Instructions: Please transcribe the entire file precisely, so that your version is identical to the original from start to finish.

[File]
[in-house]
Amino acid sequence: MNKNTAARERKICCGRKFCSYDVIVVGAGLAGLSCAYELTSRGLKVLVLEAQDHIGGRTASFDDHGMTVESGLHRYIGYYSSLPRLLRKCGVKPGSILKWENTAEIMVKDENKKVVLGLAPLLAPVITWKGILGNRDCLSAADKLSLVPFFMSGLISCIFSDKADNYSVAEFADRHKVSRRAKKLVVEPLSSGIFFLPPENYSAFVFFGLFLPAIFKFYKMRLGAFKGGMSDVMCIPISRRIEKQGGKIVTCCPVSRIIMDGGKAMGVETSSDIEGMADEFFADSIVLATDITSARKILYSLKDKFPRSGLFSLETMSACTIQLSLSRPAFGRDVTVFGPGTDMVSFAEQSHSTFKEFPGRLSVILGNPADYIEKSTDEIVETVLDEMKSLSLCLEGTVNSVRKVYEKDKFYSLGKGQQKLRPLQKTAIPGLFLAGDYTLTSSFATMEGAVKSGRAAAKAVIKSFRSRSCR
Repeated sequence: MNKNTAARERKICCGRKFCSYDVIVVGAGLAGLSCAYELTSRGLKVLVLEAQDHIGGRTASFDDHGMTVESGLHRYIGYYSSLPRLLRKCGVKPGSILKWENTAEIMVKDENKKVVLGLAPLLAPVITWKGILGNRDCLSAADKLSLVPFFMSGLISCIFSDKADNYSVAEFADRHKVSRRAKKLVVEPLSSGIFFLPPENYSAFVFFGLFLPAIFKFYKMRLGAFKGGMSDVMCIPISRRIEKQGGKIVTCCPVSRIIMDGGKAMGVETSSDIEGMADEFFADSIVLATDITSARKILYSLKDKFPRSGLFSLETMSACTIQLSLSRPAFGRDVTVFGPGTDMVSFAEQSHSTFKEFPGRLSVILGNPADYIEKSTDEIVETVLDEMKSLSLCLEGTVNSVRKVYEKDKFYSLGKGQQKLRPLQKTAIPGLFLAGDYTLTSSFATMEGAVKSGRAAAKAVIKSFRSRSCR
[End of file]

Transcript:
[in-house]
Amino acid sequence: MNKNTAARERKICCGRKFCSYDVIVVGAGLAGLSCAYELTSRGLKVLVLEAQDHIGGRTASFDDHGMTVESGLHRYIGYYSSLPRLLRKCGVKPGSILKWENTAEIMVKDENKKVVLGLAPLLAPVITWKGILGNRDCLSAADKLSLVPFFMSGLISCIFSDKADNYSVAEFADRHKVSRRAKKLVVEPLSSGIFFLPPENYSAFVFFGLFLPAIFKFYKMRLGAFKGGMSDVMCIPISRRIEKQGGKIVTCCPVSRIIMDGGKAMGVETSSDIEGMADEFFADSIVLATDITSARKILYSLKDKFPRSGLFSLETMSACTIQLSLSRPAFGRDVTVFGPGTDMVSFAEQSHSTFKEFPGRLSVILGNPADYIEKSTDEIVETVLDEMKSLSLCLEGTVNSVRKVYEKDKFYSLGKGQQKLRPLQKTAIPGLFLAGDYTLTSSFATMEGAVKSGRAAAKAVIKSFRSRSCR
Repeated sequence: MNKNTAARERKICCGRKFCSYDVIVVGAGLAGLSCAYELTSRGLKVLVLEAQDHIGGRTASFDDHGMTVESGLHRYIGYYSSLPRLLRKCGVKPGSILKWENTAEIMVKDENKKVVLGLAPLLAPVITWKGILGNRDCLSAADKLSLVPFFMSGLISCIFSDKADNYSVAEFADRHKVSRRAKKLVVEPLSSGIFFLPPENYSAFVFFGLFLPAIFKFYKMRLGAFKGGMSDVMCIPISRRIEKQGGKIVTCCPVSRIIMDGGKAMGVETSSDIEGMADEFFADSIVLATDITSARKILYSLKDKFPRSGLFSLETMSACTIQLSLSRPAFGRDVTVFGPGTDMVSFAEQSHSTFKEFPGRLSVILGNPADYIEKSTDEIVETVLDEMKSLSLCLEGTVNSVRKVYEKDKFYSLGKGQQKLRPLQKTAIPGLFLAGDYTLTSSFATMEGAVKSGRAAAKAVIKSFRSRSCR